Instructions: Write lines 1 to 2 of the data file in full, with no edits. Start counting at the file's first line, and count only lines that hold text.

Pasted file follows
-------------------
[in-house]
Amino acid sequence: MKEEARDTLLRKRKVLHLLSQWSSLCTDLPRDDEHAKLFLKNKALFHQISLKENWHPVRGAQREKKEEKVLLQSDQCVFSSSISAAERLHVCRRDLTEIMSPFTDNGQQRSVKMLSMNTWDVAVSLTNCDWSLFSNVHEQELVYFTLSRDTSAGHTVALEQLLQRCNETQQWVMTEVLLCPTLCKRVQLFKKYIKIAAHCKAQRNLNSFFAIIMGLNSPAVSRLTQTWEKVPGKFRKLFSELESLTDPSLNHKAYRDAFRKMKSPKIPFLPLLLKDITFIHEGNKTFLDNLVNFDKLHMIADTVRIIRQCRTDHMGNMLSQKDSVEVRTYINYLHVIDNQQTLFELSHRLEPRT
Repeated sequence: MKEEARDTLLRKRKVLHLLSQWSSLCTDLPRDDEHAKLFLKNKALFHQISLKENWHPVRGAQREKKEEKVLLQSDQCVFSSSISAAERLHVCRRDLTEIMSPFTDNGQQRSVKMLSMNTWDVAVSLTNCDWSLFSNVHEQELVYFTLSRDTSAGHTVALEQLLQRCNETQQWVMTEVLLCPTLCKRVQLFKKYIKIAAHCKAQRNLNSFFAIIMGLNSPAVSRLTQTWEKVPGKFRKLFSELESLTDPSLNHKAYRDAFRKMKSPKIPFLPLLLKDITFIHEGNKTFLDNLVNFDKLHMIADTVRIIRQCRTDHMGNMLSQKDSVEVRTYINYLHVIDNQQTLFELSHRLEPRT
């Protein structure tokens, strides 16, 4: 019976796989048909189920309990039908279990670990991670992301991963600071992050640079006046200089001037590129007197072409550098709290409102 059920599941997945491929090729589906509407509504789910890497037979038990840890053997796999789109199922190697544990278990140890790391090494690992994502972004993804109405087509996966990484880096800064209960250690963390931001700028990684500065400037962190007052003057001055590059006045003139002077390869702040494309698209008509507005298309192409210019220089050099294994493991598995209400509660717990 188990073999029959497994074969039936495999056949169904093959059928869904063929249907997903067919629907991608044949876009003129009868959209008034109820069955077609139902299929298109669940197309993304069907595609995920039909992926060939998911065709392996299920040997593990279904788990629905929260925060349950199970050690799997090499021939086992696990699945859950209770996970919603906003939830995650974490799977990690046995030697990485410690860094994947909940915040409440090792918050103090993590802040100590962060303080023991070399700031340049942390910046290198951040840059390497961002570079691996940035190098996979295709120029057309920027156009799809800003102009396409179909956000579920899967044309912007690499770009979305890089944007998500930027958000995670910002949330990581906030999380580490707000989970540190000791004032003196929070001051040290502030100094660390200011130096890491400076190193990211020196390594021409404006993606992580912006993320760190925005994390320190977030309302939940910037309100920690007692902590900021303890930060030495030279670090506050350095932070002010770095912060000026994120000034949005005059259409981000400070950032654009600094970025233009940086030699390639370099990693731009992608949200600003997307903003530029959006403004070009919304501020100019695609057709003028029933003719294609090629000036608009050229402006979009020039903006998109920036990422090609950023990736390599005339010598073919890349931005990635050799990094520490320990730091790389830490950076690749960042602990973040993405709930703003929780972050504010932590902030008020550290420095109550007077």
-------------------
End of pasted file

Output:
[in-house]
Amino acid sequence: MKEEARDTLLRKRKVLHLLSQWSSLCTDLPRDDEHAKLFLKNKALFHQISLKENWHPVRGAQREKKEEKVLLQSDQCVFSSSISAAERLHVCRRDLTEIMSPFTDNGQQRSVKMLSMNTWDVAVSLTNCDWSLFSNVHEQELVYFTLSRDTSAGHTVALEQLLQRCNETQQWVMTEVLLCPTLCKRVQLFKKYIKIAAHCKAQRNLNSFFAIIMGLNSPAVSRLTQTWEKVPGKFRKLFSELESLTDPSLNHKAYRDAFRKMKSPKIPFLPLLLKDITFIHEGNKTFLDNLVNFDKLHMIADTVRIIRQCRTDHMGNMLSQKDSVEVRTYINYLHVIDNQQTLFELSHRLEPRT